Tweeting Your Way to A New Job » Blog | Great Resumes Fast

Twitter is no longer just updating your network about your tasty breakfast or what café you just walked into.  The rapidly growing social network has become a place where people share interesting news and connect with industry insiders. And yes, that includes recruiters. Still not convinced? Here are some ways Twitter can help you land your next job.

Set up your account

Twitter is the fastest-growing search engine, with 800 million search queries per day, says its cofounder, Biz Stone. Yahoo by comparison, handles 9.4 million searches per day. As someone looking for work, why wouldn’t you want to have a presence on Twitter?

Go to Twitter and set up your account. Include part or all of your given name in your Twitter name. Make sure to include a professional-looking photo. This will make you seem approachable. Remember, Twitter is all about building relationships. Make your bio snappy. You have 160 characters to characters to promote yourself.

Find people to follow

Click on the Find People tab on the homepage. If you already know people on Twitter, type their names into the Find on Twitter search box.  Many corporations run Twitter pages. If you have target companies in your job search, look for them too. Following companies will let you stay on top of the latest business developments.

You can also Browse Suggestions. The categories listed here, like business, news, and politics, provide good recommendations for finding the Twitter pages of large corporations, major media outlets, and the government. Following pages like this will let you stay on top of breaking news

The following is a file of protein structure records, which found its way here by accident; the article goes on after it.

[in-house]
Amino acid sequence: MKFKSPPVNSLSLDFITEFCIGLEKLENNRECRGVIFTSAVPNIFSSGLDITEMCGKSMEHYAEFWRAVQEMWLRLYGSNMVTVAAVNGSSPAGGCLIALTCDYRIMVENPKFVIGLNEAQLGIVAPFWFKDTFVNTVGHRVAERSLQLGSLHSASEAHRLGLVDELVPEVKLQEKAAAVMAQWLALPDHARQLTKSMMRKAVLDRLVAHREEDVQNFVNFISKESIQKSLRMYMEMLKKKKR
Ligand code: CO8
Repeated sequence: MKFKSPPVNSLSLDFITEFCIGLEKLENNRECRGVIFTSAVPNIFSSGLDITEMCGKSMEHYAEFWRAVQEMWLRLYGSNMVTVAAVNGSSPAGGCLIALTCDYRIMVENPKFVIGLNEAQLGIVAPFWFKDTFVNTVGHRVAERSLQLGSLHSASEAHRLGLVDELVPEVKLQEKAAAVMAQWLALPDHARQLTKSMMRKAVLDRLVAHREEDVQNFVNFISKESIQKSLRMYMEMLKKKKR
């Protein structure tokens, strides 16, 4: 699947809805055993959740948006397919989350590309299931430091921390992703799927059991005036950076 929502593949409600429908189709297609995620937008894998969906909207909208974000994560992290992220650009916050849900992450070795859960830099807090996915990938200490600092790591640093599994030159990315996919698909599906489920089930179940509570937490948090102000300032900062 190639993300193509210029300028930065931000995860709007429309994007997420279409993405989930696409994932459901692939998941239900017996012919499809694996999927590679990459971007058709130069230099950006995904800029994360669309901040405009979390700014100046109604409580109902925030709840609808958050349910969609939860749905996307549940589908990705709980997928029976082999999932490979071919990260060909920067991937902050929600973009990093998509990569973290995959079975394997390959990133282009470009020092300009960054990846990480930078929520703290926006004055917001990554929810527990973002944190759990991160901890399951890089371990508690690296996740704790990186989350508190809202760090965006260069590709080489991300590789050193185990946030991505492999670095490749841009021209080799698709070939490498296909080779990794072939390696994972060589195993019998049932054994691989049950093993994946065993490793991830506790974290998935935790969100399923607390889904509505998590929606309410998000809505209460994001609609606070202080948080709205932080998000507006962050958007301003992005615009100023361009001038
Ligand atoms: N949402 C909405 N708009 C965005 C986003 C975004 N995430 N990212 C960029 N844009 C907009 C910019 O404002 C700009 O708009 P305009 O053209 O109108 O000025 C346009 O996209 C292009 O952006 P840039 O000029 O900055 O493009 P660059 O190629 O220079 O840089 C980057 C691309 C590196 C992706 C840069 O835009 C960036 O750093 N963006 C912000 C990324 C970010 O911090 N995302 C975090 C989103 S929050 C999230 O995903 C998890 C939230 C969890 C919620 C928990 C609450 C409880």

Twellow is like the yellow pages for Twitter. If you work in IT, for example, click on the category Information Technology. You’ll get a list of recommended Twitter pages connected to IT. Be sure to check out the Recruiting category too for access to recruiters and job search experts.

One of the best resources to find people to follow on Twitter are the people you currently follow. Look through their profiles and see who looks interesting. Every new connection will open you up to more and more potential.

Hashtags and chats

Once you’re on Twitter, you need to expose your personal brand.  Sharing relevant content is a great way to get your name out there. If you read an interesting blog post or article, post a link so your followers can learn from it too.

Many times, you’ll see hashtags in tweets. Hashtags are # followed by a topic. If you work in publishing, for example, type #publishing in the search box on the Twitter. All tweets tagged by their writers as relevant to publishing will show up. This also could help you find more people to follow.

Some hashtags are good for job seekers. #tweetmyjobs lists job openings.  With #hirefriday, job seekers post what they do and where they’re located.

Twitter chats are real-time conversations centered around a specific topic, punctuated by hashtags. Moderators post questions, and lively discussions ensue. One of the best for job seekers is #jobhuntchat on Mondays at 10 p.m. EST. To find chats for your industry, see this online calendar.

Success story

A British study reveals that Twitter users are more likely to get interviews. This could be because Twitter teaches users to be concise, direct, and eye-catching in their communications, traits that are great for resumes and cover letters.

One Twitter user who had job success with the site is Brian Alkerton. Brian had “meaningful interactions” with someone he never met in person. That person referred him to a client. Another person he interacted with only on Twitter also referred him to a client. He says, “The thing is, passive monitoring won’t get you the job. You need a credible reputation you can point to.”

If you’re willing to engage with others, as Brian did, you’re more likely to succeed on Twitter.  Not every Twitter user may get a job offer. But, everyone will build their network, make some friends and learn a thing or two.  And that’s nothing to scoff at.

This guest post was contributed by Danielle Bullen who is a member of the fastest growing online education communities and writes on topics like education, “”, and learning.

Posted via email from AndyWergedal